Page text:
This means that, as opposed to the current blockchains that pit nodes against one another — creating inefficient redundancies — Arcology rewards the nodes that are doing the best work. Because it’s hierarchical, these best-in-class nodes will be given a certain amount of control over other nodes that, while perhaps not the most powerful, might have other assets that make their overall unit more efficient.
INN: And Arcology maintains decentralization?
JK: Absolutely. It’s still a blockchain. This self-organization is dynamic and always-on, and runs without human intervention. There’s still no single person or entity running the show. The self-organizing and self-repairing aspects are built into the code.
INN: What would you say to someone who is concerned about the long-term impact of scalability with blockchain?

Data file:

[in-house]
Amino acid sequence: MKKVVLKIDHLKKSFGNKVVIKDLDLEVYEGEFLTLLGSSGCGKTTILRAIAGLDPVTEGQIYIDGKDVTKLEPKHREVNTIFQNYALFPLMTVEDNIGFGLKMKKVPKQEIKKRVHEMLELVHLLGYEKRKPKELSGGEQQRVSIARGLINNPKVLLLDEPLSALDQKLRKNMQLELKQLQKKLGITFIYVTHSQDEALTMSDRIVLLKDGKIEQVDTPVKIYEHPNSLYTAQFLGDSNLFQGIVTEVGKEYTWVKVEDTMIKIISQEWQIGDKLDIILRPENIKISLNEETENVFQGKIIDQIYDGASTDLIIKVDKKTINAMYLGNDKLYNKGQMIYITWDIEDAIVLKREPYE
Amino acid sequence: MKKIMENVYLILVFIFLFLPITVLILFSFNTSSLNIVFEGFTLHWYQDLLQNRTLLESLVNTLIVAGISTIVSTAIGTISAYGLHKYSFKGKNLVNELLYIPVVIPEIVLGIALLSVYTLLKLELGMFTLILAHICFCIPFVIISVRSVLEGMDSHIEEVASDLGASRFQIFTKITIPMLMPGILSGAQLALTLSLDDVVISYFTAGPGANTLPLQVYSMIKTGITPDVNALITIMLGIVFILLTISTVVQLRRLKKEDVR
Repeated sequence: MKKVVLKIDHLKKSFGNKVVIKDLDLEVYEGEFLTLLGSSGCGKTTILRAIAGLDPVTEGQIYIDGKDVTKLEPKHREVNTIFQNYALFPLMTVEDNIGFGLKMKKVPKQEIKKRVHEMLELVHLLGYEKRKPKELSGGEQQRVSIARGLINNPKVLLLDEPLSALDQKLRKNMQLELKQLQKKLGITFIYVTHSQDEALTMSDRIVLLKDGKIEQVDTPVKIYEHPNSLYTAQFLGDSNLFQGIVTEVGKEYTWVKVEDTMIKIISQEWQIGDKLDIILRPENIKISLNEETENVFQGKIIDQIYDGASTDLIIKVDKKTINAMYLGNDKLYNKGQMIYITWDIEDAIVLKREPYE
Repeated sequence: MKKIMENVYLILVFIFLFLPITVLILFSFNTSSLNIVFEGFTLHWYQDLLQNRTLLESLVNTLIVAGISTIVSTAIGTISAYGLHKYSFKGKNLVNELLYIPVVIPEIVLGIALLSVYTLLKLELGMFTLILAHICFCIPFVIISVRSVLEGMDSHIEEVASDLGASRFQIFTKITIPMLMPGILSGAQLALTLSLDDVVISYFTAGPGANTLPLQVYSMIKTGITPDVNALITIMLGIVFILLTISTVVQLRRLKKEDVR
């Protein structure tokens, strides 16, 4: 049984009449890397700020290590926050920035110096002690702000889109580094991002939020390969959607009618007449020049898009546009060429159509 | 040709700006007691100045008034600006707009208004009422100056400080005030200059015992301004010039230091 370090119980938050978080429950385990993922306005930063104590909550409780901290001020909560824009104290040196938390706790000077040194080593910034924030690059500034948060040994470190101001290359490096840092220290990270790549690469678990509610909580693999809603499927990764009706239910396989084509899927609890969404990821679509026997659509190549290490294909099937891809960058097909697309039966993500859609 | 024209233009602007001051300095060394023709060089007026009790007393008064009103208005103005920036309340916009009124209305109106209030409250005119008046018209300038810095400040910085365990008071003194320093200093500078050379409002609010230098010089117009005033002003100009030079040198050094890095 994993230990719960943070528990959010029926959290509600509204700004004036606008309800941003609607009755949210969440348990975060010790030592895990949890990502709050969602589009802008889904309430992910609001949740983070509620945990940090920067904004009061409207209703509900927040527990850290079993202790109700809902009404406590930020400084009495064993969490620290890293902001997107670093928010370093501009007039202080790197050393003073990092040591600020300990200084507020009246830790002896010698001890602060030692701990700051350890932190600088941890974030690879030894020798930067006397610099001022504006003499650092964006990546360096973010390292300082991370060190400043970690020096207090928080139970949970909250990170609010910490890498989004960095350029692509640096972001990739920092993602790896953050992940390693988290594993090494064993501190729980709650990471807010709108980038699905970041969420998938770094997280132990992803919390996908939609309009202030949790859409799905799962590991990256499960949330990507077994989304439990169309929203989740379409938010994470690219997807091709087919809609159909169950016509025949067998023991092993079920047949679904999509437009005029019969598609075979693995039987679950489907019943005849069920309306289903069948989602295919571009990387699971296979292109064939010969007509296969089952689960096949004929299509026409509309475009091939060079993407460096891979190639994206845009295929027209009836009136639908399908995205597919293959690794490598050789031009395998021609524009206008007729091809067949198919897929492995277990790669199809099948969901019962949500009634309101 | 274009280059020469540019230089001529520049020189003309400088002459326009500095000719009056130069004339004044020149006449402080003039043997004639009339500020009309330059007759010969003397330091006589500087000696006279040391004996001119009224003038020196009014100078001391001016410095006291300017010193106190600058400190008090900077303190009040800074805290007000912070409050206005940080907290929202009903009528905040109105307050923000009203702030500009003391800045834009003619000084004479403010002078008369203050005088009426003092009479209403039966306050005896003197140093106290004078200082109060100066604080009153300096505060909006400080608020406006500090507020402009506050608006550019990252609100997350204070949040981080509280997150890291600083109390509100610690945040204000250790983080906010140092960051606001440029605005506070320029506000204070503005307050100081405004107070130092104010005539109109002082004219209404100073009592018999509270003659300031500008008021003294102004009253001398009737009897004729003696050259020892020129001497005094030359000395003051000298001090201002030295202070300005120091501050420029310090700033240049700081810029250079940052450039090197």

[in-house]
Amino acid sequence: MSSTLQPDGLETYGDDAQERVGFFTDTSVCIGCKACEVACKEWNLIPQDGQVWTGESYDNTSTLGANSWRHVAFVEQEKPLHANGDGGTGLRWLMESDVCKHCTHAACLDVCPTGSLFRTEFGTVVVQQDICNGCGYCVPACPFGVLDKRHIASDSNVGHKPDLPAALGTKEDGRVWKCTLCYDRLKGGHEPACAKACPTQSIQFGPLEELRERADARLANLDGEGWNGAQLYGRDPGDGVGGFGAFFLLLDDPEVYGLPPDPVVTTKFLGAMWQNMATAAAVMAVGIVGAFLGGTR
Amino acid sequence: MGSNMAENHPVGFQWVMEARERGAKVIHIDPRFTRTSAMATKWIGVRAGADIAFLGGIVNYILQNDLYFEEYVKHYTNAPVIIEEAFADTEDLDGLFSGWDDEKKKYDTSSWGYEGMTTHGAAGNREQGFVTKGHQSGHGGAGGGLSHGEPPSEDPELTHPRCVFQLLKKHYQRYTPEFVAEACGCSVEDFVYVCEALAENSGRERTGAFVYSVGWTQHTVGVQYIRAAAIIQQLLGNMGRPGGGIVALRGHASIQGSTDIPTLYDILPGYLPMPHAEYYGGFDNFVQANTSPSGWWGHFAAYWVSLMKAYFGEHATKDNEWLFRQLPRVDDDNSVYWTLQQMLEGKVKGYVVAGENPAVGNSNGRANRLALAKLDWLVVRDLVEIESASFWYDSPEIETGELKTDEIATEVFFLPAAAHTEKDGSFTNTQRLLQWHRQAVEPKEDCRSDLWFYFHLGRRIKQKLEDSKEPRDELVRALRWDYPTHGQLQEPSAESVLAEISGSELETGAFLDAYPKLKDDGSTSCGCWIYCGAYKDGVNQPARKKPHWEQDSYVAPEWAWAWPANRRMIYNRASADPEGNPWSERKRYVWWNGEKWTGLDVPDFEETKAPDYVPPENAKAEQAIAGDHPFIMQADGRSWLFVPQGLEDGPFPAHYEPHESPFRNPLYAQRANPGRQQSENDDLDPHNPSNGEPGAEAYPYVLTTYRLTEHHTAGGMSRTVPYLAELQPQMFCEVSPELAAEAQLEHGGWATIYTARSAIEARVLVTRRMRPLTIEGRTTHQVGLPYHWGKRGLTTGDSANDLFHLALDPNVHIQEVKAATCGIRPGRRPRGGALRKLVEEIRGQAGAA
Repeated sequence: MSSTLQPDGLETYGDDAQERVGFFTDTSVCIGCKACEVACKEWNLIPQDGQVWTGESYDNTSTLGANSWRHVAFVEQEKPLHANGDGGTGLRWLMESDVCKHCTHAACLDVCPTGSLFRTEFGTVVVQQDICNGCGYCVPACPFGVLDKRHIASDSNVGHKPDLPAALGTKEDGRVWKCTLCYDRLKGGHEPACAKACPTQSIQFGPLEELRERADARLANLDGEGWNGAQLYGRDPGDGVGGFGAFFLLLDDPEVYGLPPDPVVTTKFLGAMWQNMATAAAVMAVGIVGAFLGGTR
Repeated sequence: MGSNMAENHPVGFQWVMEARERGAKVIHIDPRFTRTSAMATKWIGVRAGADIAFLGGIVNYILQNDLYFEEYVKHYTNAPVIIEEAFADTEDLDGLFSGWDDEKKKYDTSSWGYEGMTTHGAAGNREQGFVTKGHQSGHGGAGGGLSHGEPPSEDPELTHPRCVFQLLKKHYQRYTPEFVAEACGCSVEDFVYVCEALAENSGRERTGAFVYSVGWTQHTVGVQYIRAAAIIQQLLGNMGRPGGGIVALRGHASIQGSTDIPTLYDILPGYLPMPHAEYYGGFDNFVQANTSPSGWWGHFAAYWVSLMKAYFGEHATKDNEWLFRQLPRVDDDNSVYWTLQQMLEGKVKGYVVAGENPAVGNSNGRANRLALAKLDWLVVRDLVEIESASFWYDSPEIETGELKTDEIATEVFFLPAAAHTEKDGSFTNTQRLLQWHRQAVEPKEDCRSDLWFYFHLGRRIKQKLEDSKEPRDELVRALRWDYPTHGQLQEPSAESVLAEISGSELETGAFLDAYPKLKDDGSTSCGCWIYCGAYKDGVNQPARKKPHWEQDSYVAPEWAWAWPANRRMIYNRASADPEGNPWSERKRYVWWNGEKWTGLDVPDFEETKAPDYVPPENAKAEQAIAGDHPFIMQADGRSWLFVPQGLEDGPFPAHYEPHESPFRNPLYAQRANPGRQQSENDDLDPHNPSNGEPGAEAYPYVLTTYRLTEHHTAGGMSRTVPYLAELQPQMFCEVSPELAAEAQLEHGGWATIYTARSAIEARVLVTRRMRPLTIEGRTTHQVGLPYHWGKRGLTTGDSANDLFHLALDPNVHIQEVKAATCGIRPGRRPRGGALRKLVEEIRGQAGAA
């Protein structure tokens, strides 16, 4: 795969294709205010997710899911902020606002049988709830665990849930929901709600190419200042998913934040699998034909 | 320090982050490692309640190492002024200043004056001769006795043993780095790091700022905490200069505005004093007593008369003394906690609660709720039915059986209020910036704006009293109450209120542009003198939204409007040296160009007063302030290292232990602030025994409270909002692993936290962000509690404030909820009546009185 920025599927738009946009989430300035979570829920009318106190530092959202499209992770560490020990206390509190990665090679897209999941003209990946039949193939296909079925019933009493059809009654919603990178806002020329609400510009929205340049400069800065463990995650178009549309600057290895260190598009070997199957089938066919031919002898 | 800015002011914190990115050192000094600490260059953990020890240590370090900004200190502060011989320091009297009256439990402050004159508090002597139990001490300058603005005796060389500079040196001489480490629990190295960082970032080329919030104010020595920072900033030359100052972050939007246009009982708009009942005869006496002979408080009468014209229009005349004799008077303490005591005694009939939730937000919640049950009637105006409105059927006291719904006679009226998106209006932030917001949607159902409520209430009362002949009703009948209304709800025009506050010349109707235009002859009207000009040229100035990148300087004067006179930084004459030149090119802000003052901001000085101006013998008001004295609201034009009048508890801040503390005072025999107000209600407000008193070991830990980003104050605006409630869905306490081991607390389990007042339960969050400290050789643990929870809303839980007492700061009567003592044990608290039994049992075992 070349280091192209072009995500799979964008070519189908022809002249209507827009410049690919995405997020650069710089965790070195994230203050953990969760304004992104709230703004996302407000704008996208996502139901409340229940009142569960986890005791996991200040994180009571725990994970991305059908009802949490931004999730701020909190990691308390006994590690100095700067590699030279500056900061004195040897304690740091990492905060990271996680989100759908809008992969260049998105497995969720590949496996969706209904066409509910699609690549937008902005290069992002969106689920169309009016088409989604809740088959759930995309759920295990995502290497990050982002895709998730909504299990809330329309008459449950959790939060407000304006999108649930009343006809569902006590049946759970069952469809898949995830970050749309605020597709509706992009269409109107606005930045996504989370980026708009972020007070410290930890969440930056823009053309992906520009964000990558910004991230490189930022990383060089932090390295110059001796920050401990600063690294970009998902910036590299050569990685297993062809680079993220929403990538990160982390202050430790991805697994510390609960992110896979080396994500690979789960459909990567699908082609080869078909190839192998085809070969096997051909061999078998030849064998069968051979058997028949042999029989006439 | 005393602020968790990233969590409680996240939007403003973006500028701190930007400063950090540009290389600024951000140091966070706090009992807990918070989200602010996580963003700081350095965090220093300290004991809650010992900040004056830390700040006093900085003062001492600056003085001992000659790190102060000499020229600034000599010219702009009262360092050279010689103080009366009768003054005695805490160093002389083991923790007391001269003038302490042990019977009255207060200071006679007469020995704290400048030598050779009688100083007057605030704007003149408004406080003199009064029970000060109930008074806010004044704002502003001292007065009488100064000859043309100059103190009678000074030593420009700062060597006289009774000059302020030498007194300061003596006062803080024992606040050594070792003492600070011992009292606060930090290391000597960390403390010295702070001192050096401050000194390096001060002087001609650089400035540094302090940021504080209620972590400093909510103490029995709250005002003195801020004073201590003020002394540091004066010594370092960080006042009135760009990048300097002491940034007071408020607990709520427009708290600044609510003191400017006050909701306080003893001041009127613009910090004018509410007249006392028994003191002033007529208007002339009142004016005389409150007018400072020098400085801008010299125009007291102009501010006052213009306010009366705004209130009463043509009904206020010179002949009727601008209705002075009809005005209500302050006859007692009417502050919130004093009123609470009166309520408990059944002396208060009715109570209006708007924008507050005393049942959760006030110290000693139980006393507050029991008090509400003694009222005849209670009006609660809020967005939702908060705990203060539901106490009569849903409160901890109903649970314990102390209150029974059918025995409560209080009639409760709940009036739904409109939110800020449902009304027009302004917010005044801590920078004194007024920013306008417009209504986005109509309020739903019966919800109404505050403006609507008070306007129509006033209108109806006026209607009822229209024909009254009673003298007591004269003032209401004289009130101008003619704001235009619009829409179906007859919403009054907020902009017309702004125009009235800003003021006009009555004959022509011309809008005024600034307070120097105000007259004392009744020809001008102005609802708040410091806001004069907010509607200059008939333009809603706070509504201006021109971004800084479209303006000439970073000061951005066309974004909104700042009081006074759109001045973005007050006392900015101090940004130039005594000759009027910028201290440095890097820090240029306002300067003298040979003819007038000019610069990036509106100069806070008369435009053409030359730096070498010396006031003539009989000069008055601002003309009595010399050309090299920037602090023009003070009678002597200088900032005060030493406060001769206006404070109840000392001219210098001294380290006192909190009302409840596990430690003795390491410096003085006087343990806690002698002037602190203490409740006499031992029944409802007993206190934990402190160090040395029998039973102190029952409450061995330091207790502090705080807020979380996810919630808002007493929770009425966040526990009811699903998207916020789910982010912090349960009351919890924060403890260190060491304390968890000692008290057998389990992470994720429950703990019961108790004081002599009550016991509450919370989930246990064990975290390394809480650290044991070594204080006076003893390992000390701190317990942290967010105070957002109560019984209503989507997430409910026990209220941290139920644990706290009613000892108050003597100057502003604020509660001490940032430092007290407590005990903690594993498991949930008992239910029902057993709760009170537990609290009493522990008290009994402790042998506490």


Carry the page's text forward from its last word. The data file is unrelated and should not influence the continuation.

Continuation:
JK: I would say that, right now, the technology has taken off and we’re all up in the air. We’re flying the plane. And after some time, we’ll start making adjustments. Eventually we’ll be serving champagne in first class. But right now, we’re just up in the air for the first time and we’ll see those evolutionary jumps take place, like artificial intelligence, self-organization, and hierarchal structures.
Over the next five years, we’ll see breakthroughs we can’t even imagine right now. We will solve the energy issues, the performance issues, and the inclusiveness issues. Like the evolution of the Internet from the 90s to now, blockchain will become the backone of our technology, and we’ll be better for it.